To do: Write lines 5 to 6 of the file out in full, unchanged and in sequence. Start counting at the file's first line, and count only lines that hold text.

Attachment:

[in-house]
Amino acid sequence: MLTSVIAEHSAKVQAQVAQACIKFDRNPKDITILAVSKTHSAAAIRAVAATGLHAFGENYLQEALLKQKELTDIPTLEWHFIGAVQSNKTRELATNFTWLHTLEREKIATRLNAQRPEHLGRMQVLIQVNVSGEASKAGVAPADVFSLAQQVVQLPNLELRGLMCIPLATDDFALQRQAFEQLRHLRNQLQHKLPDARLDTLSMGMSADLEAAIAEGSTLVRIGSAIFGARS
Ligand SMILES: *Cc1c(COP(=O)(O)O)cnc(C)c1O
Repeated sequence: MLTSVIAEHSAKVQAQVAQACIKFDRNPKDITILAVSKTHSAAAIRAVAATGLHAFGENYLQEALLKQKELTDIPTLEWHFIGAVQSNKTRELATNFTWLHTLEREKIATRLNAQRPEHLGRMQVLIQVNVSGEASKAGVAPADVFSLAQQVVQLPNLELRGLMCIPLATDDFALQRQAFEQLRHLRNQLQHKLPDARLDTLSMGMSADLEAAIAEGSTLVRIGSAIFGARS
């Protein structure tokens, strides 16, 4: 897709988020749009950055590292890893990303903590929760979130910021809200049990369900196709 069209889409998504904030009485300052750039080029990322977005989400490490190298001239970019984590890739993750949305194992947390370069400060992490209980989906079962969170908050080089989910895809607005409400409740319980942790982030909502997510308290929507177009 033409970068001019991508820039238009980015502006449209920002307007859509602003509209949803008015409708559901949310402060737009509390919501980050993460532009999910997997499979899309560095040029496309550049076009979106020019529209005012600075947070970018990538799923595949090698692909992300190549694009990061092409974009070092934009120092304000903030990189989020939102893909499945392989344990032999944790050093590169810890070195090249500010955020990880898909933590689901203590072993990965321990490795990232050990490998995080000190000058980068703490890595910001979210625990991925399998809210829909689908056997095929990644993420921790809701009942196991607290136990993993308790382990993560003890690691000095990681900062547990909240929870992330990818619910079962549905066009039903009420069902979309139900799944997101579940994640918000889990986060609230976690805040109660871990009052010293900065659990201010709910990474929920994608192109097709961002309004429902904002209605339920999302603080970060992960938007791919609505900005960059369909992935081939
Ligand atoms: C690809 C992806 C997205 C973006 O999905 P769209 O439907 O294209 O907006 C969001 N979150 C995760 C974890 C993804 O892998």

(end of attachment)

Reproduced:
């Protein structure tokens, strides 16, 4: 897709988020749009950055590292890893990303903590929760979130910021809200049990369900196709 069209889409998504904030009485300052750039080029990322977005989400490490190298001239970019984590890739993750949305194992947390370069400060992490209980989906079962969170908050080089989910895809607005409400409740319980942790982030909502997510308290929507177009 033409970068001019991508820039238009980015502006449209920002307007859509602003509209949803008015409708559901949310402060737009509390919501980050993460532009999910997997499979899309560095040029496309550049076009979106020019529209005012600075947070970018990538799923595949090698692909992300190549694009990061092409974009070092934009120092304000903030990189989020939102893909499945392989344990032999944790050093590169810890070195090249500010955020990880898909933590689901203590072993990965321990490795990232050990490998995080000190000058980068703490890595910001979210625990991925399998809210829909689908056997095929990644993420921790809701009942196991607290136990993993308790382990993560003890690691000095990681900062547990909240929870992330990818619910079962549905066009039903009420069902979309139900799944997101579940994640918000889990986060609230976690805040109660871990009052010293900065659990201010709910990474929920994608192109097709961002309004429902904002209605339920999302603080970060992960938007791919609505900005960059369909992935081939
Ligand atoms: C690809 C992806 C997205 C973006 O999905 P769209 O439907 O294209 O907006 C969001 N979150 C995760 C974890 C993804 O892998």